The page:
“Hmm, Astral Travelling–Is That Cheaper than Normal travel?”

23 02 2008

Posted by: Chris and Laura

“Don´t stand directly under the howler monkeys. They will pee on you if they feel threatened,” I overhead the guide telling his group as he was touring them around the Mayan ruins of Tikal. That´s what they paid him $20 for? I got this pertinent piece of information for free.

Earlier that morning Chris and I woke up at 5:30am, got a 6am shuttle for an hour and a half ride to the ruins of Tikal. By 8am we were walking in the jungle and listening to the birds screach at each other. We would occasionally see branches shake as monkeys moved above us. Finally we saw one eating fruit from a tree. Tikal is the largest set of Mayan ruins in in Mesoamerica with some pyramids reaching 60 meters in height. Our final Mayan stop, and perhaps the grandest (though we both felt more in awe at Palenque).  Copan, Honduras was another large Mayan site we visited (Laura still amusing the Archaeologist in me) with great Stellae carvings.   A cool site, but a bit expensive and just not on the same level as Palenque or Tikal, both of which should be at the top of anybody’s list in Central America.

Before Tikal we spent a few nights at Lake Atitlan, surrounded by volcanoes. All I could think was ”what a place this would be for wakeboarding.” We originally passed through here with Andrew, though our trip was cut short as he got violently ill and starting puking out the window of the mini-bus. Driver didn’t seem all that suprised, he would kindly pull over and wait for Andrew to bring his head back inside the vehicle before moving on. The other 10 passengers however didn’t take it quite as in stride. Thirty minutes into a 2 and a half hour trip, he looked up and said ”Are we almost there?” Sure man. We just didn’t have the heart to tell him the truth. He got back at me though as I spent the next day bed-ridden with fever and freaky dreams. Not sure how, but Laura came out unscathed.  Andrew also was a wealth of knowlege on things the Romans did, and attracted the eye of Chichi–our homestay mother in Antigua–who apparently had a nice daughter around the same age.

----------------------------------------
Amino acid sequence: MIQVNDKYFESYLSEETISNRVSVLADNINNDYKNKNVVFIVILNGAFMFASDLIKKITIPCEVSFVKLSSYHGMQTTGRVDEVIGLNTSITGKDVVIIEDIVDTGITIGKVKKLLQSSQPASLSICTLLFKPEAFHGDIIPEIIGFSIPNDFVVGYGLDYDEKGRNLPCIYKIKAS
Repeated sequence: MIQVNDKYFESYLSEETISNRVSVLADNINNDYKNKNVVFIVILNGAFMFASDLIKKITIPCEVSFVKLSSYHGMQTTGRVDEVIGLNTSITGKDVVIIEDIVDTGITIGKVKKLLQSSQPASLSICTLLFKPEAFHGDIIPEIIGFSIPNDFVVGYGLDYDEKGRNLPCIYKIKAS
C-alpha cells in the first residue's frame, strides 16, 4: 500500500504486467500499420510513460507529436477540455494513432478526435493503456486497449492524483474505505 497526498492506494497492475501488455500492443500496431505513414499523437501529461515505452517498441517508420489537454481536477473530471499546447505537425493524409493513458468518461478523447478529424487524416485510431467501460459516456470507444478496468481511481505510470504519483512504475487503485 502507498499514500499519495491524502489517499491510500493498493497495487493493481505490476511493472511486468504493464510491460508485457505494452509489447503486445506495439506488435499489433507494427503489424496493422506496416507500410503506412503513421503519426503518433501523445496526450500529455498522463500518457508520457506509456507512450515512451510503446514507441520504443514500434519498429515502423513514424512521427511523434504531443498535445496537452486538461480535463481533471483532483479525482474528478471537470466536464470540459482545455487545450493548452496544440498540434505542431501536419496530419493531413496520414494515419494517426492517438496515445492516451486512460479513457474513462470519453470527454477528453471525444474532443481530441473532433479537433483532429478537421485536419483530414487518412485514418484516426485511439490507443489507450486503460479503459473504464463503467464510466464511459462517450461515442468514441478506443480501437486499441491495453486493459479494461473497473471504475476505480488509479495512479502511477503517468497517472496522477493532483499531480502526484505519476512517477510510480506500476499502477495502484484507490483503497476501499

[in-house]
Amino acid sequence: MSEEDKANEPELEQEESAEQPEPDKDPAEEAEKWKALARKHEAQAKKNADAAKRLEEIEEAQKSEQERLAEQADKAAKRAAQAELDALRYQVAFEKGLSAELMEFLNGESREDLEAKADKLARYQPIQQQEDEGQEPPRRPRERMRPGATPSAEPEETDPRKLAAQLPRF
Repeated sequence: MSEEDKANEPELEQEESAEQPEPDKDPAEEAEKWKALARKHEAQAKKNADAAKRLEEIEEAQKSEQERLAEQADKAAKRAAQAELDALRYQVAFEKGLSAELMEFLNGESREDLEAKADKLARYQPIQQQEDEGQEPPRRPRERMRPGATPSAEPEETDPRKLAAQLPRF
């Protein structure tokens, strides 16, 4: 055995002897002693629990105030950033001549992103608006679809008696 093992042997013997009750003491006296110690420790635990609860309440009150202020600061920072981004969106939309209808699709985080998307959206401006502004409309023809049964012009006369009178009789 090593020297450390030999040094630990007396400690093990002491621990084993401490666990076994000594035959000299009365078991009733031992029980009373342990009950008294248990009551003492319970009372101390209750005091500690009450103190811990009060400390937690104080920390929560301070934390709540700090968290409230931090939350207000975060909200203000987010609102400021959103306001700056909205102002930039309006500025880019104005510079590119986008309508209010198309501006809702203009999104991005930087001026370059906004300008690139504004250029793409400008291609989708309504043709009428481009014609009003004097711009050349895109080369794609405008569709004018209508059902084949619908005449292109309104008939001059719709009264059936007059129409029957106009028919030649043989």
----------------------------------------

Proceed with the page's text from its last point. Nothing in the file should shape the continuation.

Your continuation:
Lake Atitlan is similar to Lake Tahoe, only it has volcanoes surrounding it instead of mountains of skiiers. In the main town of Panajachel, we met an expat from Northern California, who owned a coffee shop with fabulous Guatemalan coffee. He seemed like he had drunk 8 cups of coffee already that day and began telling us his life story. Apparently he refused to raise his children in the materialsim of the US. So instead, he decided to move to Guatemala. We discovered that his house had been robbed 8 times in the past 6 years. I guess that´s one way to combat materialism. Not only does this guy own a coffee shop, but he´s also a licensed fire works dealer (fireworks, not fire arms). In the middle of the conversation, he looks at us and asks, “Do you want to go blow something up?” Everyone in the coffe shop spilled into the street to watch shoot off professional fireworks from his hand.

We took water taxis to visit a few of the towns around the lake. One called San Marcos is an expat congregation of New Age hippies.  It has a pyramid sanctuary where, and I saw this with my own eyes, people live in tiny pyramids and get in touch with their spitiruality, sometimes taking courses to expand their aura. These courses include the ever-popular cystal channeling, but the one I found most intriguing was ”Astral Travel,” as I’ve always wanted to move between different planes of existence.  On another note, see this.

The local market at Chichicastenango was perhaps our least favorite visit so far, one I can’t possibly reccomend, though we did get a few cool pictures out of the trip.  Every Sunday and Thursday locals from surrounding Mayan villages come to sell their goods.  In one day you can hear over 20 different dialects of Mayan language along with various dress.  Some of them know less Spanish than we do.  There are other markets around Guatemala and those I’d reccommend well before Chichi.

Our last stop before crossing into El Salvador was Rio Dulce, where by the grace of God, we had a TV in our room, hot water, and a fan–on Superbowl Sunday.  And yes, while I couldn’t have picked a superbowl with teams I cared less about, it was a good one and seeing the Pats lose made it all worth while.  Though Favre should still be a little pissed at himself right now.

After six weeks in Guatemala, we´re ready to check out the rest of Central America.

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One response

23 02 2008
Avroch

Hellooooooooooo
Nice talking to you today Laura! I am so jealous of the two of you. I hope you have the best time and we will be waiting to celebrate your return, whenever that may be. Chris, I look forward to meeting you. Laura hasn’t told me much about you. I think she’s embarassed or something. hehehe

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